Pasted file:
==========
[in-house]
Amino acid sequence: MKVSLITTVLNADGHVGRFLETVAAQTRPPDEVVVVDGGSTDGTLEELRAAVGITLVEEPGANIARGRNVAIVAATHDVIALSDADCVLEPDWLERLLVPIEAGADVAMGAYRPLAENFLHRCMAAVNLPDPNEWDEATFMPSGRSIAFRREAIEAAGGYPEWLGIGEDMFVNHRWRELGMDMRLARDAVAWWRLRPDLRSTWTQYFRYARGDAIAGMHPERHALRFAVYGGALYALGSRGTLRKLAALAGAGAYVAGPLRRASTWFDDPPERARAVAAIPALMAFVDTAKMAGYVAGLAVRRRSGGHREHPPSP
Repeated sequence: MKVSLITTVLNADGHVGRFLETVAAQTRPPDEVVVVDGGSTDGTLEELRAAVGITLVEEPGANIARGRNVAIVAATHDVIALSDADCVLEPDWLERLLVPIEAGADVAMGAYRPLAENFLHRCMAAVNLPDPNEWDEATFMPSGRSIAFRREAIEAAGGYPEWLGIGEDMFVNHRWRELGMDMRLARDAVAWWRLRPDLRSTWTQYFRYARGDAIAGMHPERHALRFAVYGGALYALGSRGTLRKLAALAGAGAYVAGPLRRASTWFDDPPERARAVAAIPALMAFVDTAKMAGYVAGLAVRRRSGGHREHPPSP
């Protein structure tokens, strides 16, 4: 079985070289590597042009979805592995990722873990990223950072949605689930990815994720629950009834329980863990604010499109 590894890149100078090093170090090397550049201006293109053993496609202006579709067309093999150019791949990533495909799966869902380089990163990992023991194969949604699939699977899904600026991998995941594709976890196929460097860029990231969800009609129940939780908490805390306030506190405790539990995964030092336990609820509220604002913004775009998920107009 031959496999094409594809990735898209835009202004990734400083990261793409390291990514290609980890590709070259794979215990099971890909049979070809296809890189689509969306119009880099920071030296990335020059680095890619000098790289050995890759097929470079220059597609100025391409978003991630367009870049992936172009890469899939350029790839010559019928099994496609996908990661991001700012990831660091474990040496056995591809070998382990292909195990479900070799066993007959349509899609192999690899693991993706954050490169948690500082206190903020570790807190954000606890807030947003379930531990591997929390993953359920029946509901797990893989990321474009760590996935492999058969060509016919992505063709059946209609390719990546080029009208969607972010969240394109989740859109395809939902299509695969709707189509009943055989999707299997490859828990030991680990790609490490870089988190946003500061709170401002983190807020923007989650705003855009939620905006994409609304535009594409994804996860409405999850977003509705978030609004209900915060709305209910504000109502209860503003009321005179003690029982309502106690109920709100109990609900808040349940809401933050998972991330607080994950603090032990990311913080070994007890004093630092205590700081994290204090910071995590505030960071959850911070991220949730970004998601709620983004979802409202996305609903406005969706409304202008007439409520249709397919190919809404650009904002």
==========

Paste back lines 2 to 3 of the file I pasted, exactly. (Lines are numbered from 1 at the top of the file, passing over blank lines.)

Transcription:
Amino acid sequence: MKVSLITTVLNADGHVGRFLETVAAQTRPPDEVVVVDGGSTDGTLEELRAAVGITLVEEPGANIARGRNVAIVAATHDVIALSDADCVLEPDWLERLLVPIEAGADVAMGAYRPLAENFLHRCMAAVNLPDPNEWDEATFMPSGRSIAFRREAIEAAGGYPEWLGIGEDMFVNHRWRELGMDMRLARDAVAWWRLRPDLRSTWTQYFRYARGDAIAGMHPERHALRFAVYGGALYALGSRGTLRKLAALAGAGAYVAGPLRRASTWFDDPPERARAVAAIPALMAFVDTAKMAGYVAGLAVRRRSGGHREHPPSP
Repeated sequence: MKVSLITTVLNADGHVGRFLETVAAQTRPPDEVVVVDGGSTDGTLEELRAAVGITLVEEPGANIARGRNVAIVAATHDVIALSDADCVLEPDWLERLLVPIEAGADVAMGAYRPLAENFLHRCMAAVNLPDPNEWDEATFMPSGRSIAFRREAIEAAGGYPEWLGIGEDMFVNHRWRELGMDMRLARDAVAWWRLRPDLRSTWTQYFRYARGDAIAGMHPERHALRFAVYGGALYALGSRGTLRKLAALAGAGAYVAGPLRRASTWFDDPPERARAVAAIPALMAFVDTAKMAGYVAGLAVRRRSGGHREHPPSP